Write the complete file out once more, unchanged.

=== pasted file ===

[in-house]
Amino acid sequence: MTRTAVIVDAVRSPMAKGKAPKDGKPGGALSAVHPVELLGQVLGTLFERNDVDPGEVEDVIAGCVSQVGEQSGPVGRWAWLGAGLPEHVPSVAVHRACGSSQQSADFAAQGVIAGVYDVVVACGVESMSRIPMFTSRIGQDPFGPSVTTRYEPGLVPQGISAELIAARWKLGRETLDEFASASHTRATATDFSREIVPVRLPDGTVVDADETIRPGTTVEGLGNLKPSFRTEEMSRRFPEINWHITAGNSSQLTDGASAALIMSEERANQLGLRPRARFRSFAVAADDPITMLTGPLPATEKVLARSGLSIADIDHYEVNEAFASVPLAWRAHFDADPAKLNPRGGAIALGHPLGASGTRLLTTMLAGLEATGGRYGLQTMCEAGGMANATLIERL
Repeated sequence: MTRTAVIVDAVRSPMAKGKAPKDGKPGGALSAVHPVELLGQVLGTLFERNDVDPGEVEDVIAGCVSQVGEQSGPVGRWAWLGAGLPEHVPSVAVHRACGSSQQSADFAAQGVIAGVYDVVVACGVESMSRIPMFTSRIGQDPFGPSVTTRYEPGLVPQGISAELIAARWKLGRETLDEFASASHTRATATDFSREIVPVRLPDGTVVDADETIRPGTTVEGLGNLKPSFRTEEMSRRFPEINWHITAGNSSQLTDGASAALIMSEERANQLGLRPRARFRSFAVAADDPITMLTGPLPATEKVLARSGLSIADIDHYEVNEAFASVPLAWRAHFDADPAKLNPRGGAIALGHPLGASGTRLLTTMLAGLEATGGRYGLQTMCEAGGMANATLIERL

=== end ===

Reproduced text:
[in-house]
Amino acid sequence: MTRTAVIVDAVRSPMAKGKAPKDGKPGGALSAVHPVELLGQVLGTLFERNDVDPGEVEDVIAGCVSQVGEQSGPVGRWAWLGAGLPEHVPSVAVHRACGSSQQSADFAAQGVIAGVYDVVVACGVESMSRIPMFTSRIGQDPFGPSVTTRYEPGLVPQGISAELIAARWKLGRETLDEFASASHTRATATDFSREIVPVRLPDGTVVDADETIRPGTTVEGLGNLKPSFRTEEMSRRFPEINWHITAGNSSQLTDGASAALIMSEERANQLGLRPRARFRSFAVAADDPITMLTGPLPATEKVLARSGLSIADIDHYEVNEAFASVPLAWRAHFDADPAKLNPRGGAIALGHPLGASGTRLLTTMLAGLEATGGRYGLQTMCEAGGMANATLIERL
Repeated sequence: MTRTAVIVDAVRSPMAKGKAPKDGKPGGALSAVHPVELLGQVLGTLFERNDVDPGEVEDVIAGCVSQVGEQSGPVGRWAWLGAGLPEHVPSVAVHRACGSSQQSADFAAQGVIAGVYDVVVACGVESMSRIPMFTSRIGQDPFGPSVTTRYEPGLVPQGISAELIAARWKLGRETLDEFASASHTRATATDFSREIVPVRLPDGTVVDADETIRPGTTVEGLGNLKPSFRTEEMSRRFPEINWHITAGNSSQLTDGASAALIMSEERANQLGLRPRARFRSFAVAADDPITMLTGPLPATEKVLARSGLSIADIDHYEVNEAFASVPLAWRAHFDADPAKLNPRGGAIALGHPLGASGTRLLTTMLAGLEATGGRYGLQTMCEAGGMANATLIERL